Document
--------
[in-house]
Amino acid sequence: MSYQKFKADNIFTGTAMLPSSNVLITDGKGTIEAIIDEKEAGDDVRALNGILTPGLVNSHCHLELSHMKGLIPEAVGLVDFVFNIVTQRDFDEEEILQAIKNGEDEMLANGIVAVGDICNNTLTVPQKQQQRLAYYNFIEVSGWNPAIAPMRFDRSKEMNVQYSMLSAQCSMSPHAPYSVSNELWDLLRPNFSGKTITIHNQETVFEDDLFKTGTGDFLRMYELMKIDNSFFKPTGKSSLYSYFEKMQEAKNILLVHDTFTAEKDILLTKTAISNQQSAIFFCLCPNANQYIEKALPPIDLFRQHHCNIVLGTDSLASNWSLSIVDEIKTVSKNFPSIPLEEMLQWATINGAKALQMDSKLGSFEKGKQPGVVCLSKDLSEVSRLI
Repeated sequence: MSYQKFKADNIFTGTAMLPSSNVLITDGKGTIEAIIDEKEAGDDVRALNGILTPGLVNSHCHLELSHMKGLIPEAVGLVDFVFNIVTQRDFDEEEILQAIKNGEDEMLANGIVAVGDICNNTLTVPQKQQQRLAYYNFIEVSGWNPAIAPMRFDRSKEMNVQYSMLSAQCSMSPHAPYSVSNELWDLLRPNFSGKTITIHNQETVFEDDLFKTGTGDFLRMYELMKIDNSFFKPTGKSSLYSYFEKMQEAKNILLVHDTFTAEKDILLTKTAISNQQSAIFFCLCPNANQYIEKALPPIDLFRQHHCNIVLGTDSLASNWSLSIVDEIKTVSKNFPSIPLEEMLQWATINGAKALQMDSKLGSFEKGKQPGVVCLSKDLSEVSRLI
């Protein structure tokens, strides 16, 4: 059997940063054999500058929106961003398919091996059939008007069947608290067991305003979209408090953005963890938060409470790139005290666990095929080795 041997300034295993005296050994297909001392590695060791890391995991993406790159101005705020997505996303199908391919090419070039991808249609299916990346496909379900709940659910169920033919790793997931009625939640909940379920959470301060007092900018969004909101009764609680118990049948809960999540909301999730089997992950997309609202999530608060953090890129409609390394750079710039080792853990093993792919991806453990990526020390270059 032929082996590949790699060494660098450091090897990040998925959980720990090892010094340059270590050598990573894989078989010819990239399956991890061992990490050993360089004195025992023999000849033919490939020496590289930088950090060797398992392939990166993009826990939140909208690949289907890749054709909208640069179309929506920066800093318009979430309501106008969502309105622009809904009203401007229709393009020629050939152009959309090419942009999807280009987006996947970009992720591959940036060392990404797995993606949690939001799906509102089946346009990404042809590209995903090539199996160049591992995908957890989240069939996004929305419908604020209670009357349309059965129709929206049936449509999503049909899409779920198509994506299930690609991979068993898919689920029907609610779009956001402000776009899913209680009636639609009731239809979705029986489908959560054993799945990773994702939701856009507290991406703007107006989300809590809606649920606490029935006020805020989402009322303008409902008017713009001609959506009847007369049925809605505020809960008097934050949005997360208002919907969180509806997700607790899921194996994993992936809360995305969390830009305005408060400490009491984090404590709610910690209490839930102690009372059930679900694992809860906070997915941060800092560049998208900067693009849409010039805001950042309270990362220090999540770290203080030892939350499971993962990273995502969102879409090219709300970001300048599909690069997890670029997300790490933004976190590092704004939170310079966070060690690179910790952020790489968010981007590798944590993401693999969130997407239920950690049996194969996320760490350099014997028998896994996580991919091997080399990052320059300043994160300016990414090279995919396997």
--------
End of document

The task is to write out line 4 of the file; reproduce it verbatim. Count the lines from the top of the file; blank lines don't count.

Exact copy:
């Protein structure tokens, strides 16, 4: 059997940063054999500058929106961003398919091996059939008007069947608290067991305003979209408090953005963890938060409470790139005290666990095929080795 041997300034295993005296050994297909001392590695060791890391995991993406790159101005705020997505996303199908391919090419070039991808249609299916990346496909379900709940659910169920033919790793997931009625939640909940379920959470301060007092900018969004909101009764609680118990049948809960999540909301999730089997992950997309609202999530608060953090890129409609390394750079710039080792853990093993792919991806453990990526020390270059 032929082996590949790699060494660098450091090897990040998925959980720990090892010094340059270590050598990573894989078989010819990239399956991890061992990490050993360089004195025992023999000849033919490939020496590289930088950090060797398992392939990166993009826990939140909208690949289907890749054709909208640069179309929506920066800093318009979430309501106008969502309105622009809904009203401007229709393009020629050939152009959309090419942009999807280009987006996947970009992720591959940036060392990404797995993606949690939001799906509102089946346009990404042809590209995903090539199996160049591992995908957890989240069939996004929305419908604020209670009357349309059965129709929206049936449509999503049909899409779920198509994506299930690609991979068993898919689920029907609610779009956001402000776009899913209680009636639609009731239809979705029986489908959560054993799945990773994702939701856009507290991406703007107006989300809590809606649920606490029935006020805020989402009322303008409902008017713009001609959506009847007369049925809605505020809960008097934050949005997360208002919907969180509806997700607790899921194996994993992936809360995305969390830009305005408060400490009491984090404590709610910690209490839930102690009372059930679900694992809860906070997915941060800092560049998208900067693009849409010039805001950042309270990362220090999540770290203080030892939350499971993962990273995502969102879409090219709300970001300048599909690069997890670029997300790490933004976190590092704004939170310079966070060690690179910790952020790489968010981007590798944590993401693999969130997407239920950690049996194969996320760490350099014997028998896994996580991919091997080399990052320059300043994160300016990414090279995919396997």